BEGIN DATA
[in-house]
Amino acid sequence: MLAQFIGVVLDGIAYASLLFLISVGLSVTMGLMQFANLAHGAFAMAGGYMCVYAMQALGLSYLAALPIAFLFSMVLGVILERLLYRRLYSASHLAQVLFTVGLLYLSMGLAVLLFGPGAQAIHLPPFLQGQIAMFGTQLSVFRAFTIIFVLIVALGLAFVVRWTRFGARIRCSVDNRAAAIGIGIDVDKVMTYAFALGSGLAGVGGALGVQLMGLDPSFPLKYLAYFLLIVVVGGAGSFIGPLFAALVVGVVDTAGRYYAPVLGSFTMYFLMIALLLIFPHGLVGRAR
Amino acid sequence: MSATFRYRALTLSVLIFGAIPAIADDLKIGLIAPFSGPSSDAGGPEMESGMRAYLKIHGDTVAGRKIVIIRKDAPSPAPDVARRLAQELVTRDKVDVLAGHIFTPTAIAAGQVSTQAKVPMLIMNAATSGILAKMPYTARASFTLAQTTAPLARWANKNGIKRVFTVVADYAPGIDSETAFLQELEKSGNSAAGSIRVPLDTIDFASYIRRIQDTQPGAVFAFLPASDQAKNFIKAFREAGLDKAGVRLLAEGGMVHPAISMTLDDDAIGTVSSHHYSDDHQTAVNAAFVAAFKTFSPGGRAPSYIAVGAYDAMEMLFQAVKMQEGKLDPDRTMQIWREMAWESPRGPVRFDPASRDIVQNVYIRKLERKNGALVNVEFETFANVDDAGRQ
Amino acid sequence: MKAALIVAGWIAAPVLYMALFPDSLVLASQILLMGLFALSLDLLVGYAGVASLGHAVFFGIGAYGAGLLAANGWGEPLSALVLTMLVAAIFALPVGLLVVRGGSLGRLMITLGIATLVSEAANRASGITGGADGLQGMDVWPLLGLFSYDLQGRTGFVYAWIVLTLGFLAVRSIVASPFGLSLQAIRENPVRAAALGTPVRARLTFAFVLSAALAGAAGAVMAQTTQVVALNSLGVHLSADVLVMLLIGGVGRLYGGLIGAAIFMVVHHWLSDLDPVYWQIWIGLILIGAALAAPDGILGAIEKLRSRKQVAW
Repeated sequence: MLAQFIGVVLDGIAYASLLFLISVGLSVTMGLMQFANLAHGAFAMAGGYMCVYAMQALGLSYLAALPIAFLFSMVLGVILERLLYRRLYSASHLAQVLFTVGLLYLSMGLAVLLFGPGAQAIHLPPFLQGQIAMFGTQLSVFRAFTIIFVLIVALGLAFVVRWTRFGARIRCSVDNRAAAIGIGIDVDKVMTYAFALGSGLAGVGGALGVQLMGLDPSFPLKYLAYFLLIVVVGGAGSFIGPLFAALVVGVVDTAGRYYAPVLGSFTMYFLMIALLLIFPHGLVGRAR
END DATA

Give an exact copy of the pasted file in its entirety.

[in-house]
Amino acid sequence: MLAQFIGVVLDGIAYASLLFLISVGLSVTMGLMQFANLAHGAFAMAGGYMCVYAMQALGLSYLAALPIAFLFSMVLGVILERLLYRRLYSASHLAQVLFTVGLLYLSMGLAVLLFGPGAQAIHLPPFLQGQIAMFGTQLSVFRAFTIIFVLIVALGLAFVVRWTRFGARIRCSVDNRAAAIGIGIDVDKVMTYAFALGSGLAGVGGALGVQLMGLDPSFPLKYLAYFLLIVVVGGAGSFIGPLFAALVVGVVDTAGRYYAPVLGSFTMYFLMIALLLIFPHGLVGRAR
Amino acid sequence: MSATFRYRALTLSVLIFGAIPAIADDLKIGLIAPFSGPSSDAGGPEMESGMRAYLKIHGDTVAGRKIVIIRKDAPSPAPDVARRLAQELVTRDKVDVLAGHIFTPTAIAAGQVSTQAKVPMLIMNAATSGILAKMPYTARASFTLAQTTAPLARWANKNGIKRVFTVVADYAPGIDSETAFLQELEKSGNSAAGSIRVPLDTIDFASYIRRIQDTQPGAVFAFLPASDQAKNFIKAFREAGLDKAGVRLLAEGGMVHPAISMTLDDDAIGTVSSHHYSDDHQTAVNAAFVAAFKTFSPGGRAPSYIAVGAYDAMEMLFQAVKMQEGKLDPDRTMQIWREMAWESPRGPVRFDPASRDIVQNVYIRKLERKNGALVNVEFETFANVDDAGRQ
Amino acid sequence: MKAALIVAGWIAAPVLYMALFPDSLVLASQILLMGLFALSLDLLVGYAGVASLGHAVFFGIGAYGAGLLAANGWGEPLSALVLTMLVAAIFALPVGLLVVRGGSLGRLMITLGIATLVSEAANRASGITGGADGLQGMDVWPLLGLFSYDLQGRTGFVYAWIVLTLGFLAVRSIVASPFGLSLQAIRENPVRAAALGTPVRARLTFAFVLSAALAGAAGAVMAQTTQVVALNSLGVHLSADVLVMLLIGGVGRLYGGLIGAAIFMVVHHWLSDLDPVYWQIWIGLILIGAALAAPDGILGAIEKLRSRKQVAW
Repeated sequence: MLAQFIGVVLDGIAYASLLFLISVGLSVTMGLMQFANLAHGAFAMAGGYMCVYAMQALGLSYLAALPIAFLFSMVLGVILERLLYRRLYSASHLAQVLFTVGLLYLSMGLAVLLFGPGAQAIHLPPFLQGQIAMFGTQLSVFRAFTIIFVLIVALGLAFVVRWTRFGARIRCSVDNRAAAIGIGIDVDKVMTYAFALGSGLAGVGGALGVQLMGLDPSFPLKYLAYFLLIVVVGGAGSFIGPLFAALVVGVVDTAGRYYAPVLGSFTMYFLMIALLLIFPHGLVGRAR